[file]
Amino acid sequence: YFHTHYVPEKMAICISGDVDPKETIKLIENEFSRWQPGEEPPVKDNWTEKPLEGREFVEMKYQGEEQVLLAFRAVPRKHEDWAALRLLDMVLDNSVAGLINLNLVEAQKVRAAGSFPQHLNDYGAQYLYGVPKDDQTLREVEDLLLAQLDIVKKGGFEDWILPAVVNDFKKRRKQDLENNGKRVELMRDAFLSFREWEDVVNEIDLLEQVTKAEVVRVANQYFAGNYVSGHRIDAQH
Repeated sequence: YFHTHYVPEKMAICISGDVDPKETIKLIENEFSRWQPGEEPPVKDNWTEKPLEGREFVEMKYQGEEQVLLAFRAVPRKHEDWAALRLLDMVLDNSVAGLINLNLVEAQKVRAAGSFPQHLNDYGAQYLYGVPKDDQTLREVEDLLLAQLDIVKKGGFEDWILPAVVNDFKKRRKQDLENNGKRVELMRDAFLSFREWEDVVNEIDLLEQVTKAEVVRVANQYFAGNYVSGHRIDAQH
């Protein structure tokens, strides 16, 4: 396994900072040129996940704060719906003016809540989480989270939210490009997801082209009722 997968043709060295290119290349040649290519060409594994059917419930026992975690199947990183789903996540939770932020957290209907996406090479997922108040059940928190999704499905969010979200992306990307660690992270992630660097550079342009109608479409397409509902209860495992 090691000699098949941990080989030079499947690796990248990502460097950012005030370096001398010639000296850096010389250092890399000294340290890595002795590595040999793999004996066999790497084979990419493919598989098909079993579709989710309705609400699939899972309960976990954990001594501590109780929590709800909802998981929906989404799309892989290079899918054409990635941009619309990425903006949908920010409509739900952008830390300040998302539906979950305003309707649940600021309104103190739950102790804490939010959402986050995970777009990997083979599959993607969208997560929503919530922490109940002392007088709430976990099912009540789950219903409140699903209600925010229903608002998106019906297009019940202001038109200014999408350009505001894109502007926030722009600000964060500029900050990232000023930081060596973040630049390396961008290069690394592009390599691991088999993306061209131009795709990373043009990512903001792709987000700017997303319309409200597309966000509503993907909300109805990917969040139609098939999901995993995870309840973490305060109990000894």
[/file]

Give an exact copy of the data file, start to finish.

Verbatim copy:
Amino acid sequence: YFHTHYVPEKMAICISGDVDPKETIKLIENEFSRWQPGEEPPVKDNWTEKPLEGREFVEMKYQGEEQVLLAFRAVPRKHEDWAALRLLDMVLDNSVAGLINLNLVEAQKVRAAGSFPQHLNDYGAQYLYGVPKDDQTLREVEDLLLAQLDIVKKGGFEDWILPAVVNDFKKRRKQDLENNGKRVELMRDAFLSFREWEDVVNEIDLLEQVTKAEVVRVANQYFAGNYVSGHRIDAQH
Repeated sequence: YFHTHYVPEKMAICISGDVDPKETIKLIENEFSRWQPGEEPPVKDNWTEKPLEGREFVEMKYQGEEQVLLAFRAVPRKHEDWAALRLLDMVLDNSVAGLINLNLVEAQKVRAAGSFPQHLNDYGAQYLYGVPKDDQTLREVEDLLLAQLDIVKKGGFEDWILPAVVNDFKKRRKQDLENNGKRVELMRDAFLSFREWEDVVNEIDLLEQVTKAEVVRVANQYFAGNYVSGHRIDAQH
């Protein structure tokens, strides 16, 4: 396994900072040129996940704060719906003016809540989480989270939210490009997801082209009722 997968043709060295290119290349040649290519060409594994059917419930026992975690199947990183789903996540939770932020957290209907996406090479997922108040059940928190999704499905969010979200992306990307660690992270992630660097550079342009109608479409397409509902209860495992 090691000699098949941990080989030079499947690796990248990502460097950012005030370096001398010639000296850096010389250092890399000294340290890595002795590595040999793999004996066999790497084979990419493919598989098909079993579709989710309705609400699939899972309960976990954990001594501590109780929590709800909802998981929906989404799309892989290079899918054409990635941009619309990425903006949908920010409509739900952008830390300040998302539906979950305003309707649940600021309104103190739950102790804490939010959402986050995970777009990997083979599959993607969208997560929503919530922490109940002392007088709430976990099912009540789950219903409140699903209600925010229903608002998106019906297009019940202001038109200014999408350009505001894109502007926030722009600000964060500029900050990232000023930081060596973040630049390396961008290069690394592009390599691991088999993306061209131009795709990373043009990512903001792709987000700017997303319309409200597309966000509503993907909300109805990917969040139609098939999901995993995870309840973490305060109990000894």